Benthall Hall Civil War History

An oak carving showing the escape of Charles II from Boscobel House

The family had their part to play in the Civil War, with Lawrence Benthall heading up a garrison at the house. The family were Royalists, so supported King Charles I, and this meant coming up against the Parliamentarians on a number of occasions.

In 1642 Lawrence Benthall was the owner of the estate. He had married Katherine Cassy of Whitfield, Gloucestershire and together they made many improvements to the interior of the house.

The overmantle shows the Benthall and Cassy crest joined together
The Drawing Room overmantle

On the outbreak of the Civil War, King Charles I made his headquarters for a time at Shrewsbury, where he rallied many of the local gentry to his cause. Col. Lawrence Benthall fortified his house for the King, and, in March 1643, commanded the garrison in a successful attack on a Parliamentary plundering party led by Col. Mytton of Wem. For two years or more the King’s garrison at Benthall seems to have been maintained, but in February 1645, the Royalist stronghold of Shrewsbury fell in a surprise night-time attack led by the same Col. Mytton. The surrounding country soon came under Parliamentary control and in July a Parliamentary garrison occupied Benthall. At this time the neighbourhood of Benthall and Broseley was one of the most important coalfields in the west of England.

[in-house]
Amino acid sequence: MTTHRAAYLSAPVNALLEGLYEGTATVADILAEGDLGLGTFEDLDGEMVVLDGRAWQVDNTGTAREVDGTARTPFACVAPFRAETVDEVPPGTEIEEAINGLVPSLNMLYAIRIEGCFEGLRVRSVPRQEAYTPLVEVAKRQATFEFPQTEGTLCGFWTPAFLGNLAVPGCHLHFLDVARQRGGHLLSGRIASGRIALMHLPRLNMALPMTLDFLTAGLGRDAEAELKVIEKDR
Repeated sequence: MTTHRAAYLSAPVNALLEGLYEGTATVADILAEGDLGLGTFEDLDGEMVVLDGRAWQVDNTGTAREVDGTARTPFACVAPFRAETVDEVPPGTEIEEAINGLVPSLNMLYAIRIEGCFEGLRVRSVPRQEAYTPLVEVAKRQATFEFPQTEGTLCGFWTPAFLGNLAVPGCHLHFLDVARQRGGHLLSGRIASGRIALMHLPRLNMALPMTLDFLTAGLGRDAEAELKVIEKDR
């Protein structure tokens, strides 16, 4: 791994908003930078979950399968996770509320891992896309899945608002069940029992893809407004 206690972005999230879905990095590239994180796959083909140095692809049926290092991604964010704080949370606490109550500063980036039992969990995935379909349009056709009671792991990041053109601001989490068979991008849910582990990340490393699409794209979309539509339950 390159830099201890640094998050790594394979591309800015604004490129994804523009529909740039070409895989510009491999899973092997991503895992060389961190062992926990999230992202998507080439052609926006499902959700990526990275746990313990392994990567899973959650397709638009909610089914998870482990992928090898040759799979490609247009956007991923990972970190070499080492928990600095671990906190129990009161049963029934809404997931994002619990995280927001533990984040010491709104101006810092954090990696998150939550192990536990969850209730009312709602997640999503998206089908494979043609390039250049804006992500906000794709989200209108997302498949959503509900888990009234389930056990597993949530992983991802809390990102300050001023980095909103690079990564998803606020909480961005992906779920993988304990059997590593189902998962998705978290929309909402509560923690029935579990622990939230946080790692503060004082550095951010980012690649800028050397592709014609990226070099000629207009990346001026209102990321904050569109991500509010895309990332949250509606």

The Parliamentarians valued Benthall garrison as a base to command the River Severn and to prevent its use for carrying coal to the Royalists at Bridgnorth and Worcester. Its strategic importance was recognised by the King’s men too, and later in 1645 a Royalist force made an attack on Benthall Hall at daybreak. After an hour’s hard fighting the Royalists were forced to withdraw. From the damage done the Drawing Room window and the damage to the panelling the attack mainly seems to have impacted this end of the house most.

The church before its restoration work
St Bartholomew's Church at Benthall

The church at Benthall was also destroyed during the Civil War along with the original Benthall village that lay to the north of the house. The village was not rebuilt on the same site, but new cottages were built half a mile to the east, nearer to the coal-mines. The church was rebuilt, and is now a fine example of a Restoration church.